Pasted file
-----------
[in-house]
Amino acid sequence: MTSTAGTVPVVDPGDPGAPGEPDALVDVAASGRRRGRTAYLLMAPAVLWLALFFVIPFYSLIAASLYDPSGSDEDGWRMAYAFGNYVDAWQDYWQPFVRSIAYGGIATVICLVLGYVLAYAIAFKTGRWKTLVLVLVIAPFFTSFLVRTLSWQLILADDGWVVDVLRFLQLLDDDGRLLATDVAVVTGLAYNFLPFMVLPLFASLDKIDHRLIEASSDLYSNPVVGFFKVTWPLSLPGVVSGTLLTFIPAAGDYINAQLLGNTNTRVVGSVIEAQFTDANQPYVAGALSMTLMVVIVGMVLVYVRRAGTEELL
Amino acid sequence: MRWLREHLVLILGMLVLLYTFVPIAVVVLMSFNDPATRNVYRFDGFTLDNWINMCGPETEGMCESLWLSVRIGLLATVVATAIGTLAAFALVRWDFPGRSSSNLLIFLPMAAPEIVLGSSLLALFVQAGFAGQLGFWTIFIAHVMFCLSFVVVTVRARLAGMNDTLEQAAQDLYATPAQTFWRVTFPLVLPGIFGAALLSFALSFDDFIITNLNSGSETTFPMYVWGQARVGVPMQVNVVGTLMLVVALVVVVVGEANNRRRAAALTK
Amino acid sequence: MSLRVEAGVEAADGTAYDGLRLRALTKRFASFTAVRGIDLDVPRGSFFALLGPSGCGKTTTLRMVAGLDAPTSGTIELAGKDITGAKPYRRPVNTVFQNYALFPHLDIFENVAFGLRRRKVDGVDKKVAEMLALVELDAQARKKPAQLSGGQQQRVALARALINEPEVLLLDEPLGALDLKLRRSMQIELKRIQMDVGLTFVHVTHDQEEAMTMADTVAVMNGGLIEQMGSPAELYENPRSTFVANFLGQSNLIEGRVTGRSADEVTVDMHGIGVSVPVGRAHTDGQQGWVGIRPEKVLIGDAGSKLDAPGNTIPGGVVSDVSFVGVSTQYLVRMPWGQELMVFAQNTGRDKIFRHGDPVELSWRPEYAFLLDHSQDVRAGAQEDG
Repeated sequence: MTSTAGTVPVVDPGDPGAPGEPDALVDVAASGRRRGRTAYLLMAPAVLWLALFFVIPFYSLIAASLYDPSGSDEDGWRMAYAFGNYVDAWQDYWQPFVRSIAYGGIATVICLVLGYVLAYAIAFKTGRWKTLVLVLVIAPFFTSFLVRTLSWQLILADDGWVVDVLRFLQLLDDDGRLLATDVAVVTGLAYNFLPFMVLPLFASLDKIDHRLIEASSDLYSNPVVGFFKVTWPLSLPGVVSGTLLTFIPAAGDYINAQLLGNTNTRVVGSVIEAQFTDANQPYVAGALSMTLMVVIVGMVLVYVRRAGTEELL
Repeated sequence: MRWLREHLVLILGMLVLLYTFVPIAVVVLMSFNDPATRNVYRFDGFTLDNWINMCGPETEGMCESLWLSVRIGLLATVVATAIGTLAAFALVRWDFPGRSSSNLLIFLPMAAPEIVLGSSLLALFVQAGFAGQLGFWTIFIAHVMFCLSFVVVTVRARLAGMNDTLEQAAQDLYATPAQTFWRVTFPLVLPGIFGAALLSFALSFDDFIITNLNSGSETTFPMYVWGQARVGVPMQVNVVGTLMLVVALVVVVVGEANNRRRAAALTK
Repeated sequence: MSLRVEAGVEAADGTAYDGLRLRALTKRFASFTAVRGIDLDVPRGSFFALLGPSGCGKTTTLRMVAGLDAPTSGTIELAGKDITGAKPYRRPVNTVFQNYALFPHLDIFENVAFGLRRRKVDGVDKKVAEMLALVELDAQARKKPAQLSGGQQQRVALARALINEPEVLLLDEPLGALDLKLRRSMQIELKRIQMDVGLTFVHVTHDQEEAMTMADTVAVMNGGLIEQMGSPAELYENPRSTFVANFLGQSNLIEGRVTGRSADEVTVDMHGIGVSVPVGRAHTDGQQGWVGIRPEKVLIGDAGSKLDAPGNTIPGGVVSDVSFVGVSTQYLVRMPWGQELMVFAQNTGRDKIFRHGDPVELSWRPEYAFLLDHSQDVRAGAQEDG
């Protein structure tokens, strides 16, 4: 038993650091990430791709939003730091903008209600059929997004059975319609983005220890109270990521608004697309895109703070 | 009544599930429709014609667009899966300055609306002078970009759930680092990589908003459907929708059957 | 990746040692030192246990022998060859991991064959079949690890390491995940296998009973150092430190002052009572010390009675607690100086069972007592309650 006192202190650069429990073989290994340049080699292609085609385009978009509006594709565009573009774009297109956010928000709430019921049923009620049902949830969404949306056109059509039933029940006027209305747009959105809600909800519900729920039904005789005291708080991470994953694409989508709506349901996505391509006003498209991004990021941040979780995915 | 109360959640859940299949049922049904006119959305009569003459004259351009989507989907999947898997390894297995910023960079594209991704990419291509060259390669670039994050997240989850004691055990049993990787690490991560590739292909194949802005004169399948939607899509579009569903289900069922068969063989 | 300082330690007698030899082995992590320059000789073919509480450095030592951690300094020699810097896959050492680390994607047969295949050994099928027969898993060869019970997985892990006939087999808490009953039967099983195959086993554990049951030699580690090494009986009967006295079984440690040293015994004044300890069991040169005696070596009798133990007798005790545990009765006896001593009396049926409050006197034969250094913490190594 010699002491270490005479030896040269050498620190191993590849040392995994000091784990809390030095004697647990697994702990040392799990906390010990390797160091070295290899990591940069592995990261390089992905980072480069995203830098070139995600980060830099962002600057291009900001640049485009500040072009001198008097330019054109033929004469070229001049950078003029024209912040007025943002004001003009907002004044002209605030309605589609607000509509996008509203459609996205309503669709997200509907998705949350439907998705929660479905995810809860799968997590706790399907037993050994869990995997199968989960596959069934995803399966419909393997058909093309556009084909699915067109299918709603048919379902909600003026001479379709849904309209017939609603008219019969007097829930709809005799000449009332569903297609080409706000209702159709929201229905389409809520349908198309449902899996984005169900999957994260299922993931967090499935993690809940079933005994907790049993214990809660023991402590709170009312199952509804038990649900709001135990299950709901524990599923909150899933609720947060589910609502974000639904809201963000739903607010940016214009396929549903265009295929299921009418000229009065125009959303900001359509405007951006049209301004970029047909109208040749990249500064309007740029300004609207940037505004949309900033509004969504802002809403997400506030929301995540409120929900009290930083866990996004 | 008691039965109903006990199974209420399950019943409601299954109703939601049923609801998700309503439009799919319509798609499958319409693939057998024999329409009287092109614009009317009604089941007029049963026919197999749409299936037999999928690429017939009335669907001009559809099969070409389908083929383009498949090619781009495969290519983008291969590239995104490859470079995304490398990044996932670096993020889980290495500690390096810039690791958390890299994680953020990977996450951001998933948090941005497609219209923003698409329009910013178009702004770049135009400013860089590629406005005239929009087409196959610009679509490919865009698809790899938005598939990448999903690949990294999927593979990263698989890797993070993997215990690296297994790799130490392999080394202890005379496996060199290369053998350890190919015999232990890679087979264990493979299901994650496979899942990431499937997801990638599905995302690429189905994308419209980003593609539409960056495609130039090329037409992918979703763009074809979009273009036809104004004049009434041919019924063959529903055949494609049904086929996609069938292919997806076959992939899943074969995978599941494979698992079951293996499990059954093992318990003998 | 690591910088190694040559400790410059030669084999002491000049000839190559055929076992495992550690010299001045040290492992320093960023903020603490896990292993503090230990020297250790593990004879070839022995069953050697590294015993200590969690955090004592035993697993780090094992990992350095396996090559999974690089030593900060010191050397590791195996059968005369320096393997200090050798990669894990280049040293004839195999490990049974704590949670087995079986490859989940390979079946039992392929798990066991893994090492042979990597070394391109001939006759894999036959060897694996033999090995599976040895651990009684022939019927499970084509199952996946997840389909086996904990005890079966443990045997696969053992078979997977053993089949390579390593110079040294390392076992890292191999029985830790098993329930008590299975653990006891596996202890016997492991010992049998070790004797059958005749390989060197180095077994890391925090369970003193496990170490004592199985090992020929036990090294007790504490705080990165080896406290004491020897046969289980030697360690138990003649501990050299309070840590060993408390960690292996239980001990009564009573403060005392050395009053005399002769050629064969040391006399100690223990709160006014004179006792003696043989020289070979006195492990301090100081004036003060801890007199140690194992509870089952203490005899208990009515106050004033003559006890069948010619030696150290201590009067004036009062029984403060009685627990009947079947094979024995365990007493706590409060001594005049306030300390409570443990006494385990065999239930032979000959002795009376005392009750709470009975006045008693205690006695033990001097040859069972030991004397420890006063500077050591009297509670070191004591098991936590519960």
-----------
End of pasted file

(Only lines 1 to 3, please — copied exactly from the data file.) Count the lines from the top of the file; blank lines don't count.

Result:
[in-house]
Amino acid sequence: MTSTAGTVPVVDPGDPGAPGEPDALVDVAASGRRRGRTAYLLMAPAVLWLALFFVIPFYSLIAASLYDPSGSDEDGWRMAYAFGNYVDAWQDYWQPFVRSIAYGGIATVICLVLGYVLAYAIAFKTGRWKTLVLVLVIAPFFTSFLVRTLSWQLILADDGWVVDVLRFLQLLDDDGRLLATDVAVVTGLAYNFLPFMVLPLFASLDKIDHRLIEASSDLYSNPVVGFFKVTWPLSLPGVVSGTLLTFIPAAGDYINAQLLGNTNTRVVGSVIEAQFTDANQPYVAGALSMTLMVVIVGMVLVYVRRAGTEELL
Amino acid sequence: MRWLREHLVLILGMLVLLYTFVPIAVVVLMSFNDPATRNVYRFDGFTLDNWINMCGPETEGMCESLWLSVRIGLLATVVATAIGTLAAFALVRWDFPGRSSSNLLIFLPMAAPEIVLGSSLLALFVQAGFAGQLGFWTIFIAHVMFCLSFVVVTVRARLAGMNDTLEQAAQDLYATPAQTFWRVTFPLVLPGIFGAALLSFALSFDDFIITNLNSGSETTFPMYVWGQARVGVPMQVNVVGTLMLVVALVVVVVGEANNRRRAAALTK